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[130-132] now 168-172 Smith Street
Kalgoorlie Hotel (1912 - 1918)
Clarke's Hotel (1853 - 1857), Mac's Hotel (1857 - 1912)
Demolished in February 2009
1919, 1930s, 1947
170-172 individually significant within HO 333; number 168 contributory to HO 333
Kearney 1855: Y ; Hodgkinson 1858: Y ; MMBW: 1201, 1899
James Clarke was the first licensee in a hotel on this site. Within a few years Thomas and Alexandrina McVea took over as owners and hotelkeepers, but Thomas soon died. Alexandrina re-married in 1861 and continued to run the hotel with her new husband Walter Murray, until she herself died in 1865. There followed a series of publicans, and several ownership changes, but the name Mac's Hotel was kept until well into the twentieth century.
The hotel can be seen in a photo taken around 1861. The section to the south is occupied by Caudle's drapery shop. Whether Caudle occupied just the ground floor, or that section of the building was completely divided from the northern section is arguable. The shop was rated separately (they had the same owner, but tenants were responsible for paying council rates in the nineteenth century), however the number of rooms mentioned in the rate books was low (e.g. in 1867 four in Caudle's, 28 in the hotel). This suggests that the hotel used the upper floors; certainly the name of the hotel is displayed right across the front of the building. By the time the MMBW plan was prepared in the late 19th century the buildings certainly seem to be separate.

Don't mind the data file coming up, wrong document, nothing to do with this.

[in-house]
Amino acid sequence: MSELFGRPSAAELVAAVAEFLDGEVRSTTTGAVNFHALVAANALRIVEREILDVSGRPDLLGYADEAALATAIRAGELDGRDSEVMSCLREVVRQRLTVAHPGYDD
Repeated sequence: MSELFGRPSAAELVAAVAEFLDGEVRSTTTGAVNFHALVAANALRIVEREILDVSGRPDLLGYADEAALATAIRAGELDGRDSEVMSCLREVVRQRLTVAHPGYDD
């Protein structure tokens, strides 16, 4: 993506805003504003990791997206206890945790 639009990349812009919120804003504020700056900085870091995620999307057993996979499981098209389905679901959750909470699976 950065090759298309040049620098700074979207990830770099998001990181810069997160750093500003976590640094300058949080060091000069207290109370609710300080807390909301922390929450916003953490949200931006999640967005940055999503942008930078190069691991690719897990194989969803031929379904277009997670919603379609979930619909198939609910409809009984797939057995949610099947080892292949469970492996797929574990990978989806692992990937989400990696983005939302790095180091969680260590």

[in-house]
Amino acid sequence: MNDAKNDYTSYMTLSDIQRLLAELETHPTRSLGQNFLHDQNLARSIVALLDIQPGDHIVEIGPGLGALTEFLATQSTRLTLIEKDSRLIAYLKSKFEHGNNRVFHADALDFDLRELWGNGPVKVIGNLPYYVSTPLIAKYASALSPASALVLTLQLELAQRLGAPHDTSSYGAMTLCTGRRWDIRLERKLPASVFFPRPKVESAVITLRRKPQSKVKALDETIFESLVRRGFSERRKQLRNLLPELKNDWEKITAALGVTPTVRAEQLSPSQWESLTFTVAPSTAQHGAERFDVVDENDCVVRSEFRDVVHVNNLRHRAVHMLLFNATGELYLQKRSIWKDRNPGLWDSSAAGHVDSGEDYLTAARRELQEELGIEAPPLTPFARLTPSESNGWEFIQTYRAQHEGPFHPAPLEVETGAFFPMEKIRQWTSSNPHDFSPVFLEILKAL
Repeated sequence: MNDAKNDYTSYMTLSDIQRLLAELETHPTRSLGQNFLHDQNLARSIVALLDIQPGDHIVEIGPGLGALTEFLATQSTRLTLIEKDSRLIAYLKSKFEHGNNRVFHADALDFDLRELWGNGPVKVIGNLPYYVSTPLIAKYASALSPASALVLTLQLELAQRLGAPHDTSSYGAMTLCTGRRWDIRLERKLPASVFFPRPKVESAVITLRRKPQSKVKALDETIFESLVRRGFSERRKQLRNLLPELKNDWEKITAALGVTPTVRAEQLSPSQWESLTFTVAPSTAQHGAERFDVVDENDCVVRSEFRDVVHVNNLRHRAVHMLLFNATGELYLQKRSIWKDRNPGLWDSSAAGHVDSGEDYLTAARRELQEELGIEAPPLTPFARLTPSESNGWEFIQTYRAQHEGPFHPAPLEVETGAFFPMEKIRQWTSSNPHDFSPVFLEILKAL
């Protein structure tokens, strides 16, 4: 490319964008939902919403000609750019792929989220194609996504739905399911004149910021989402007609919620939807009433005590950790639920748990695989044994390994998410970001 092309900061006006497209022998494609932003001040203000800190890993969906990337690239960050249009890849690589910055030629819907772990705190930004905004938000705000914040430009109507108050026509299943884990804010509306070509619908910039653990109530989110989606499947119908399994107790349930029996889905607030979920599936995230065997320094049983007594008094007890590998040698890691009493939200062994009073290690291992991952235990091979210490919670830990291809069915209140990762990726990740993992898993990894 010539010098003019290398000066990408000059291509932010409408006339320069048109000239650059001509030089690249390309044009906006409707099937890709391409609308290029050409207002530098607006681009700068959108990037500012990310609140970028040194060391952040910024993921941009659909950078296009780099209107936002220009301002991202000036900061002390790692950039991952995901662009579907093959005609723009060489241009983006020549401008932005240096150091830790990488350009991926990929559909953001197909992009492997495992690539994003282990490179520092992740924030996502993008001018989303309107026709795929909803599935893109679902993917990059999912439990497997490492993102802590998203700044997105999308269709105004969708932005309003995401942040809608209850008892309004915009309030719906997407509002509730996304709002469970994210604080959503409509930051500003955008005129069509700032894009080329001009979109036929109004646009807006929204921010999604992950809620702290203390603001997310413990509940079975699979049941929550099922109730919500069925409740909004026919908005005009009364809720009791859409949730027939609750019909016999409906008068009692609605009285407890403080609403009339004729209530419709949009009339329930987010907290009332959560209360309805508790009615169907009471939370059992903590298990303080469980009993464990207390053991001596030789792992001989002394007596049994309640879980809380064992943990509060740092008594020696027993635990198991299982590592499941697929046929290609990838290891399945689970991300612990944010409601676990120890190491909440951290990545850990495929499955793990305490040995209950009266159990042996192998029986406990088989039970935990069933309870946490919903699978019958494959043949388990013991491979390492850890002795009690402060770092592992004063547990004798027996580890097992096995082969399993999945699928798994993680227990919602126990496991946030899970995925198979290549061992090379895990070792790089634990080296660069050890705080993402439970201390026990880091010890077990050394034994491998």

After the closure of the Kalgoorlie Hotel, the property was tenanted by none other than members of the Coles family who moved into a larger shop than their previous (nothing over 1/-) shop further north in Smith Street. In 1921 G J Coles Pty Ltd was formed. The store was established within the old hotel fabric, which required extensive renovation; the lease was renewed in 1936 on the basis that improvements valued at 5,350 would be made. The property was extensively rebuilt in the Moderne style (attributed to Harry Norris, the regular Coles architect, although without specific evidence) and reduced to two stories. In 2004 a few remnants of the old hotel could still be found, as could elements of the 1919 renovation.
Number 172 (formerly Caudle's shop) was a butcher's shop for many years; all three storeys were retained and although the window openings were bricked up, it was easily identifiable by the distinctive parapet. Both buildings became more and more neglected in recent years, exacerbated by being included in a proposed Banco Group development in the mid 2000s. One fine Saturday in 2009 the buildings were quickly demolished...
This is a very complex site and the details are beyond the scope of this data sheet. Readers who would like to read more about may like to look at the following, as well as checking other items in this web page's bibliography:
Attachmen 6: Coles G J & Co Ld, Fancy Goods & Drapers ...